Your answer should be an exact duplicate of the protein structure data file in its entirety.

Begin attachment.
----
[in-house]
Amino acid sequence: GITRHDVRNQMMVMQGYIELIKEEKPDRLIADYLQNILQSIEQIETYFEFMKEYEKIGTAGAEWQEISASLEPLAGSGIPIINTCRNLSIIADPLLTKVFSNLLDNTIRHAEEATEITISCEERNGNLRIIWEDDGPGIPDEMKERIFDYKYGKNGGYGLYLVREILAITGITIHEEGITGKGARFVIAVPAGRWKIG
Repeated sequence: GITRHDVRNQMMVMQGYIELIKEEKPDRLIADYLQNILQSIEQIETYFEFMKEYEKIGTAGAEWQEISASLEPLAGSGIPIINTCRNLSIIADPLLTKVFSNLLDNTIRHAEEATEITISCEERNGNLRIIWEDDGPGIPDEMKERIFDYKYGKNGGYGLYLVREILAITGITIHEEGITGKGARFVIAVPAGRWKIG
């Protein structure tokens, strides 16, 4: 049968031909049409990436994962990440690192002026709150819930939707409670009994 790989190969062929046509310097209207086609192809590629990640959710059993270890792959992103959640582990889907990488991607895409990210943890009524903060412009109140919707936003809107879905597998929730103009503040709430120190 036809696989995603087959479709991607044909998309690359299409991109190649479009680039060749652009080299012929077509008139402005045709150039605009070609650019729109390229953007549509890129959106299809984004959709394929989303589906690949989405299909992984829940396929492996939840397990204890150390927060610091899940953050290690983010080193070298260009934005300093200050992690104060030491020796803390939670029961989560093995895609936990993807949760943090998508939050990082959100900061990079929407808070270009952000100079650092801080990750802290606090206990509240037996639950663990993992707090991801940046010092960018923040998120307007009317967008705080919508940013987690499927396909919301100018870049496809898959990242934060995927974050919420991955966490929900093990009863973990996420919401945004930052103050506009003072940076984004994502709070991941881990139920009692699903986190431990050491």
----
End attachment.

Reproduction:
[in-house]
Amino acid sequence: GITRHDVRNQMMVMQGYIELIKEEKPDRLIADYLQNILQSIEQIETYFEFMKEYEKIGTAGAEWQEISASLEPLAGSGIPIINTCRNLSIIADPLLTKVFSNLLDNTIRHAEEATEITISCEERNGNLRIIWEDDGPGIPDEMKERIFDYKYGKNGGYGLYLVREILAITGITIHEEGITGKGARFVIAVPAGRWKIG
Repeated sequence: GITRHDVRNQMMVMQGYIELIKEEKPDRLIADYLQNILQSIEQIETYFEFMKEYEKIGTAGAEWQEISASLEPLAGSGIPIINTCRNLSIIADPLLTKVFSNLLDNTIRHAEEATEITISCEERNGNLRIIWEDDGPGIPDEMKERIFDYKYGKNGGYGLYLVREILAITGITIHEEGITGKGARFVIAVPAGRWKIG
């Protein structure tokens, strides 16, 4: 049968031909049409990436994962990440690192002026709150819930939707409670009994 790989190969062929046509310097209207086609192809590629990640959710059993270890792959992103959640582990889907990488991607895409990210943890009524903060412009109140919707936003809107879905597998929730103009503040709430120190 036809696989995603087959479709991607044909998309690359299409991109190649479009680039060749652009080299012929077509008139402005045709150039605009070609650019729109390229953007549509890129959106299809984004959709394929989303589906690949989405299909992984829940396929492996939840397990204890150390927060610091899940953050290690983010080193070298260009934005300093200050992690104060030491020796803390939670029961989560093995895609936990993807949760943090998508939050990082959100900061990079929407808070270009952000100079650092801080990750802290606090206990509240037996639950663990993992707090991801940046010092960018923040998120307007009317967008705080919508940013987690499927396909919301100018870049496809898959990242934060995927974050919420991955966490929900093990009863973990996420919401945004930052103050506009003072940076984004994502709070991941881990139920009692699903986190431990050491």